RONA VS. SKVADER
Rona wriggled her nose to dislodge frozen boogers as she hiked along the wolf-drawn sled tracks, catching up to the old druid. Days behind her was her village, her hunting ground and her people, who had abandoned their homes to escape the Churn. Her mother and father had expected her to follow, but she’d never see them again.
She had never disobeyed a direct order from the druid before. His kind had civilized the tundra generations before Rona’s people arrived. They kept the secrets of mathematics and letters and stars. If the old druid had told Rona to jump to the sun, she’d have died leaping. But this, she could not abide.
She was crouched down, checking the freshness of the tracks, when the horned skvader attacked.
The white-furred monsters flew up from the snowdrifts, at least a score of them, wings spread, horns spiraling up between long ears, eye level with Rona’s knee.
Rona cursed, dropped her pack, unleashed the axes from her belt with practiced thumb flicks. “Always skvader,” she groaned, eyes flicking from opponent to opponent as they circled her, shrill squeaking sounding from between their mean, nasty, pointed teeth. “…or bears…” The frenzy of battle built up a drumming beat within her ribs. Her left axe swung out, sliced a jagged opening in one of the demon hares’ throats. The beast fell with a bubbling sound in time for two more to jump up. “…or reindeer or stink oxen.” Her arms crossed. The axe blades clashed together and sparked as she let loose a barbaric yawp; the noise scattered the skvader, but they rounded back on their long thumpers, running horn first straight at her goodies. One sailed up to her jugular and lost its head for its trouble. Another dug its front claws into her belly; she whirled, spinning up snow, shook it loose and opened up a hole for the creature’s guts to spill out.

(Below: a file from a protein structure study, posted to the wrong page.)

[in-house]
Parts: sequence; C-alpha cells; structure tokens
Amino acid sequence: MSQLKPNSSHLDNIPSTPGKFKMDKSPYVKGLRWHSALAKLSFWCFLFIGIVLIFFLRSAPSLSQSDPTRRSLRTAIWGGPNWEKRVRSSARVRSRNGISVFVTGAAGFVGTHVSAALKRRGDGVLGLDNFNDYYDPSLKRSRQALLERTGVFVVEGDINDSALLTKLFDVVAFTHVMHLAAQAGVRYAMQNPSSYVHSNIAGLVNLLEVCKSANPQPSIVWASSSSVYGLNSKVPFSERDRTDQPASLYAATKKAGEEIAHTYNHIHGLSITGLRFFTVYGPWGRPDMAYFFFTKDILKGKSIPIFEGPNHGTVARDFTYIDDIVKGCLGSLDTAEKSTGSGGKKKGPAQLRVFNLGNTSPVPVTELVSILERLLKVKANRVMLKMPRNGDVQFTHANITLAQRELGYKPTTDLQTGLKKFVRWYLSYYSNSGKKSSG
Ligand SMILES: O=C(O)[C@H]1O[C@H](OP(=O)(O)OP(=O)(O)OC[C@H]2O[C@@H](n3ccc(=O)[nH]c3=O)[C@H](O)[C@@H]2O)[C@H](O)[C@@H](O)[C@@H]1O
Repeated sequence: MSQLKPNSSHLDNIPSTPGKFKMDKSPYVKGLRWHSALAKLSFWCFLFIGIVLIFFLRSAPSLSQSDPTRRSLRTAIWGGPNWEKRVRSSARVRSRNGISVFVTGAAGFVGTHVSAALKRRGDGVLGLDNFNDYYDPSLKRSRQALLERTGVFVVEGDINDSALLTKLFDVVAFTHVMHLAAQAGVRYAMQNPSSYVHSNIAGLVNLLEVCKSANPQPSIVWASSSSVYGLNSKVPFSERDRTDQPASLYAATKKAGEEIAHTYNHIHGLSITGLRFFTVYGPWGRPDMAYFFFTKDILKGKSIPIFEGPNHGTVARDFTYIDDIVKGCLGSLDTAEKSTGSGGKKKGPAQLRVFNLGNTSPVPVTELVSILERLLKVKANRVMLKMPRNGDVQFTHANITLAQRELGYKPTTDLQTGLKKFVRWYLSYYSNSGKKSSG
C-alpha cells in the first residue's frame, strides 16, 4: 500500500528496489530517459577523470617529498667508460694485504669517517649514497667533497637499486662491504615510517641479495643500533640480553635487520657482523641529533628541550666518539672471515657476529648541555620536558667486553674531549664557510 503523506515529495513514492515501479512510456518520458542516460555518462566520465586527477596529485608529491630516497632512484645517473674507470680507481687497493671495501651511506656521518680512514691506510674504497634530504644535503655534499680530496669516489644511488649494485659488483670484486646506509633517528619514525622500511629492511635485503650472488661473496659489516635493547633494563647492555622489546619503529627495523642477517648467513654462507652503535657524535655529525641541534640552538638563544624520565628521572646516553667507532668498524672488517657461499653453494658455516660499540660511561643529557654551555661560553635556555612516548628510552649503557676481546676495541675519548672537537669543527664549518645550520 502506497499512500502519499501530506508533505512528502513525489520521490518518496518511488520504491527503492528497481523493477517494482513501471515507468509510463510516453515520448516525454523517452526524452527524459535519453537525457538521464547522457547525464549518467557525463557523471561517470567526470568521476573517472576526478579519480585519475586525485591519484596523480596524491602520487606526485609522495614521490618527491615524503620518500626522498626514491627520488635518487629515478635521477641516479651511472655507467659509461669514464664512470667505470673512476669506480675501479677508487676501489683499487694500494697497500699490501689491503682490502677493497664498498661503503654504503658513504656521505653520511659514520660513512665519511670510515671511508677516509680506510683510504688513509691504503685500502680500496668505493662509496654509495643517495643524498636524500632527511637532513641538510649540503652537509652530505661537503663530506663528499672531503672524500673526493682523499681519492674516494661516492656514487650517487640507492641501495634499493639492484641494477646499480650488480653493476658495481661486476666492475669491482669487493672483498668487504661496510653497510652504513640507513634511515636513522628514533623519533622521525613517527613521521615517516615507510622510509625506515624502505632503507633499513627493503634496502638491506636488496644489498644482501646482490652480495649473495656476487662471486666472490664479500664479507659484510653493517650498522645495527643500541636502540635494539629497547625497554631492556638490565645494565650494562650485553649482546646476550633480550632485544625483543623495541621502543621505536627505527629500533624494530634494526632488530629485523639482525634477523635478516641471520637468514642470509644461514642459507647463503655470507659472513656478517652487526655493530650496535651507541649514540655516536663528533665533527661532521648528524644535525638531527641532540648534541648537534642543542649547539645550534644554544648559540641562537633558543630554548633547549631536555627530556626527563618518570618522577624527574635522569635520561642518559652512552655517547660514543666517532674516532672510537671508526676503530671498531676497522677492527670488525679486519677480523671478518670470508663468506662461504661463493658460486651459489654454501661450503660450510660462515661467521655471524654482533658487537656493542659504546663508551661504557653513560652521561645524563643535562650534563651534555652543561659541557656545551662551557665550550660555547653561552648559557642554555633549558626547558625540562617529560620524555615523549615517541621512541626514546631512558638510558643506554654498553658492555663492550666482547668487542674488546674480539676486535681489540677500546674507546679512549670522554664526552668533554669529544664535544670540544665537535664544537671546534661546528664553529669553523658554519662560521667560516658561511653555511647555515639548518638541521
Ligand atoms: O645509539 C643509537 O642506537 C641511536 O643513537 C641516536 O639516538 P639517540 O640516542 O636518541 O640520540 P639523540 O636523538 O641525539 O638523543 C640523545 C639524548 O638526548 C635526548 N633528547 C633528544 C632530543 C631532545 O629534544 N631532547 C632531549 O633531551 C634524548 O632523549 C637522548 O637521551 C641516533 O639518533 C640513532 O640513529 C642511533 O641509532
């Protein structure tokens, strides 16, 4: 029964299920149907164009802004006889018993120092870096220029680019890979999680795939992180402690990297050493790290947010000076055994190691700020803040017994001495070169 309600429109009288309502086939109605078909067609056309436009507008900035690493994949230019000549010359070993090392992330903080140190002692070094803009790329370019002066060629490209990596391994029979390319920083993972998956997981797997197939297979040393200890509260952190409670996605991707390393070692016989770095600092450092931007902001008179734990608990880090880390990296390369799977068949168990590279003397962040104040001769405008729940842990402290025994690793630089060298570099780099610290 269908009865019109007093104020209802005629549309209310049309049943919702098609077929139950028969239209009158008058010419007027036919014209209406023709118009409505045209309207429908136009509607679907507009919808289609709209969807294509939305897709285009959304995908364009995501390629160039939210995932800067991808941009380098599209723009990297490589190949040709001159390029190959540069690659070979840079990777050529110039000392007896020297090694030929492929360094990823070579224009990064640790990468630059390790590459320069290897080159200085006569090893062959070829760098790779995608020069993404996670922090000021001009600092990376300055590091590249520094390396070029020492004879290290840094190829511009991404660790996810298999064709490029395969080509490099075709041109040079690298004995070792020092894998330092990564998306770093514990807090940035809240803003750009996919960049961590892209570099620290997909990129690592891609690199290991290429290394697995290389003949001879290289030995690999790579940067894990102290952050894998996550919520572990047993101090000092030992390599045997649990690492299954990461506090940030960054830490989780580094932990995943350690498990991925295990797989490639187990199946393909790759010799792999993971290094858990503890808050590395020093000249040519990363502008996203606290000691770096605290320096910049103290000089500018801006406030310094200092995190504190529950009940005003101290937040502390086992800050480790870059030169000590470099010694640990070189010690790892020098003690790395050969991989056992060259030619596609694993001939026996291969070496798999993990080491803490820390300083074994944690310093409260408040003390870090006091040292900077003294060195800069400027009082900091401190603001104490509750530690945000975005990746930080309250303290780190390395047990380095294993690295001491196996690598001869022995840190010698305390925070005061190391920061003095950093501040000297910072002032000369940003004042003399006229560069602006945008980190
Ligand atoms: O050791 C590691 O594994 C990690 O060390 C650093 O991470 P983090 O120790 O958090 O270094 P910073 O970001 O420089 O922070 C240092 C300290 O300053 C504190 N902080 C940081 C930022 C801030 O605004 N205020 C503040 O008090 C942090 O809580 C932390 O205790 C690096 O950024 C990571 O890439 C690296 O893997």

“Same beasts all the time,” she griped as the others came at her. “And the old man thinks he’s going to the other side of the world without me?” Front, back, side, she whirled, axes slashing, spinning, her vision washed red with her fury. The skvader jumped and flanked, shrieking out their madness; Rona shrugged off her cloak and her skin steamed in the freeze.
“He thinks I’ll run from danger!” she cried. “Hide with the children!” She carved the snow back with her rear foot, shifted her weight low, swung wide with her left axe, hooking up three hares by their horns on the blade. “I never run!” she roared, and jumped into the center of the herd, spinning, axes flying, flinging away hooked skvader, dropping dead hares one after another with soft foomph sounds into snowdrifts.
She whirled, hacking and slashing in wide arcs through the air, twisting too sharp at last so that she fell onto her butt in the midst of what had once been a herd of enraged skvader. Her breaths came fast and foggy; snow sizzled on her overheated skin. It took a good minute to realize the danger was over.
Groaning, she sheathed the axes and reviewed the damage. She’d taken a few scrapes. Some claw marks on her belly. New scars to join the old, and nothing needing stitches, so she drew on her cloak and pack and went about collecting bunny carcasses for the night’s dinner. Never a bad idea to bring a fresh, bloody present to a pack of wolves.
The tracks and spoor were fresh; she’d overtake the old druid within the hour.
To be continued…
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